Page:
View a selection of implementation strategies from educators who are successfully using ALEKS to achieve dramatic learning outcomes.
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Salem Junior High School, Salem City School District
Grade(s): 7 - 8
Scenario: Laptop Carts
Purpose: Intervention, Improve State Test Scores
ALEKS Portion of Curriculum: 100%
Time Spent in ALEKS: 1.5 hours per week, 12 hours per term
ALEKS Course: Middle School Math Course 2, Middle School Math Course 3
Ashley Kekel, Math Intervention Teacher
My experience with ALEKS has been good, and the more I use it, the more I am able to better tailor it to my students' needs. ALEKS seems to really help those learners who need to build up their basic skills and have been falling behind in their math class because they lack these skills. ALEKS is used for intervention with students who have failed or nearly failed our state assessment in math. The questions/topics within ALEKS are great for building up those skills needed to answer the state assessment questions correctly. These are often the skills that classroom teachers don't get time to review at the beginning of the year or throughout the year, but are skills that the lower ability students need to have reinforced, sometimes multiple times. I run the program using a sticker reward system, and offer prizes and incentives when students get a set number of stickers. For every three topics they complete, they get a sticker. For every assessment that they have at least three percent progress from their previous assessment, they get a sticker. For every three percent improvement they show in QuickTables, they get a sticker. Ten stickers is a "step," and at each step, they get a small reward. At each half-step (five stickers), they get to pick a piece of candy from my candy jar.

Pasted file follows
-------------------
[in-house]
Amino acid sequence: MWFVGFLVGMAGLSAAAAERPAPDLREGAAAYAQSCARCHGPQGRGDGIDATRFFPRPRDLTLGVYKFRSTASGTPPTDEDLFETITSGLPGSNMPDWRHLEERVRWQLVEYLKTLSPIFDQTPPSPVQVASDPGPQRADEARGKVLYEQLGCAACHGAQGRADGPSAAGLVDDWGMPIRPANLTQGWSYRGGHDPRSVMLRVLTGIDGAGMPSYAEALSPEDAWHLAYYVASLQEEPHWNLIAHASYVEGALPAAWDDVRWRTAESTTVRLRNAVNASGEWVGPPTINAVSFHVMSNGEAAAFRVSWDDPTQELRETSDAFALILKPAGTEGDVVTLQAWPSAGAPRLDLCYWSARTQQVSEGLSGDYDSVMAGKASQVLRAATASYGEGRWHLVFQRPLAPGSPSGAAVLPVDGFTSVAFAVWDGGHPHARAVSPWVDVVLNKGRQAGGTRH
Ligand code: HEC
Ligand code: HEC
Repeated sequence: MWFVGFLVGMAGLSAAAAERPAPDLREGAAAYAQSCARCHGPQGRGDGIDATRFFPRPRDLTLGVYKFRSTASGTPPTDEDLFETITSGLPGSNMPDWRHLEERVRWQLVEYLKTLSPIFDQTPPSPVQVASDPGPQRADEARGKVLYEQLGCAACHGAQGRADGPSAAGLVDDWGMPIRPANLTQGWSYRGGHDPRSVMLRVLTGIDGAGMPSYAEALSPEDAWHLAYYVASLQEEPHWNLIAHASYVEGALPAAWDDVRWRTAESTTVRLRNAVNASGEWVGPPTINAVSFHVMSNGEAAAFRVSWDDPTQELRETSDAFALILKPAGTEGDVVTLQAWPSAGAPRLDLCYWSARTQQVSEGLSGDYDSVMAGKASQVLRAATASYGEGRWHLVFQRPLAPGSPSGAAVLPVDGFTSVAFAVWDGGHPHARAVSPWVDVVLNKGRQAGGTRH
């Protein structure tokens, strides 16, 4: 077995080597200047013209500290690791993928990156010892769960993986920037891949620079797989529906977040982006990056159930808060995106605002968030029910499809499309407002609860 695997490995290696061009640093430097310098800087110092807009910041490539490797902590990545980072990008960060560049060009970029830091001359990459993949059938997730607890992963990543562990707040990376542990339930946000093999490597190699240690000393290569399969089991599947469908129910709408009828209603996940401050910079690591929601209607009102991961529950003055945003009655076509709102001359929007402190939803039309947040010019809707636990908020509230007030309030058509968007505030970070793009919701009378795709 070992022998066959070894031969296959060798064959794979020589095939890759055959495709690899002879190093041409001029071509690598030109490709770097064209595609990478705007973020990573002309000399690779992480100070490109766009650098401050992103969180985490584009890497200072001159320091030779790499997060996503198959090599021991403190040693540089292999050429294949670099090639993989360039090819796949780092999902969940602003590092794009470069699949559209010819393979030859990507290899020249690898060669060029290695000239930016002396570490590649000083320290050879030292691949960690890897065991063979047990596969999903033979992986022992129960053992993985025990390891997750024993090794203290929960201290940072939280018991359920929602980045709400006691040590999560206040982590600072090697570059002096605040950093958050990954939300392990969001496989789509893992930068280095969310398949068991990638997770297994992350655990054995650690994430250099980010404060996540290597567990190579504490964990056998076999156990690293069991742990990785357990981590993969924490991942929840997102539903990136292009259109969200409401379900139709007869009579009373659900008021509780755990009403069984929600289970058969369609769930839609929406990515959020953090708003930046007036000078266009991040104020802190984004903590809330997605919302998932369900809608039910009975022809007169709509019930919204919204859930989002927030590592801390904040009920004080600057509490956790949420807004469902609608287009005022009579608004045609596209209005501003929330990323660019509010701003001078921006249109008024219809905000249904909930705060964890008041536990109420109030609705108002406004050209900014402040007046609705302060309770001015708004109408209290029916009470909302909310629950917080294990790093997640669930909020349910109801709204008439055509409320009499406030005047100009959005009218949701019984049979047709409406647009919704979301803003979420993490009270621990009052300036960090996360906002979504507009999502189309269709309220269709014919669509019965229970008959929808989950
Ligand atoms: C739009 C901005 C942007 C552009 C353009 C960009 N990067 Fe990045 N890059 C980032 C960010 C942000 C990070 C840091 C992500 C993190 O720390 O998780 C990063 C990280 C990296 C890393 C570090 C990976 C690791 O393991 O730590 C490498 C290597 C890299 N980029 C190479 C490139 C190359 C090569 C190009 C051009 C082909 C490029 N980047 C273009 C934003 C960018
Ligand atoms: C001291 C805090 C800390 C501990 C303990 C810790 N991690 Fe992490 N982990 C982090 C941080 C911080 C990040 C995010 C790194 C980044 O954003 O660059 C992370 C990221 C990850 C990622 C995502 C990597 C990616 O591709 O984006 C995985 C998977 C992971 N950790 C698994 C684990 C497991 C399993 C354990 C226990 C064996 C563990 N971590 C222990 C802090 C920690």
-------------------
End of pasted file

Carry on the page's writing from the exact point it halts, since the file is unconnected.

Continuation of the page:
What challenges did the class or school face in math prior to using ALEKS?
Low test scores, and difficulty differentiating instruction for so many different skill levels within one math class were a couple of challenges. ALEKS has enabled me to work on building the students' basic skills which has helped them to succeed in their regular math class.
How many days per week is class time dedicated to ALEKS?
2 days per week.
What is the average length of a class period when ALEKS is used?
How do you implement ALEKS?
I run the program using a sticker reward system, and offer prizes and incentives when students get a set number of stickers. For every three topics they complete, they get a sticker. For every assessment that they have at least three percent progress from their previous assessment, they get a sticker. For every three percent improvement they show in QuickTables, they get a sticker. Ten stickers is a "step," and at each step, they get a small reward. At each half-step (five stickers), they get to pick a piece of candy from my candy jar. Rewards include Polar Pops, free days, lunch line jumper passes, lunch choices where the student brings money and I go buy lunch outside of school for them, pencils, notebooks, pens, silly bands, bonus points for their regular math class, free homework passes for their regular math class, colored pencils, etc.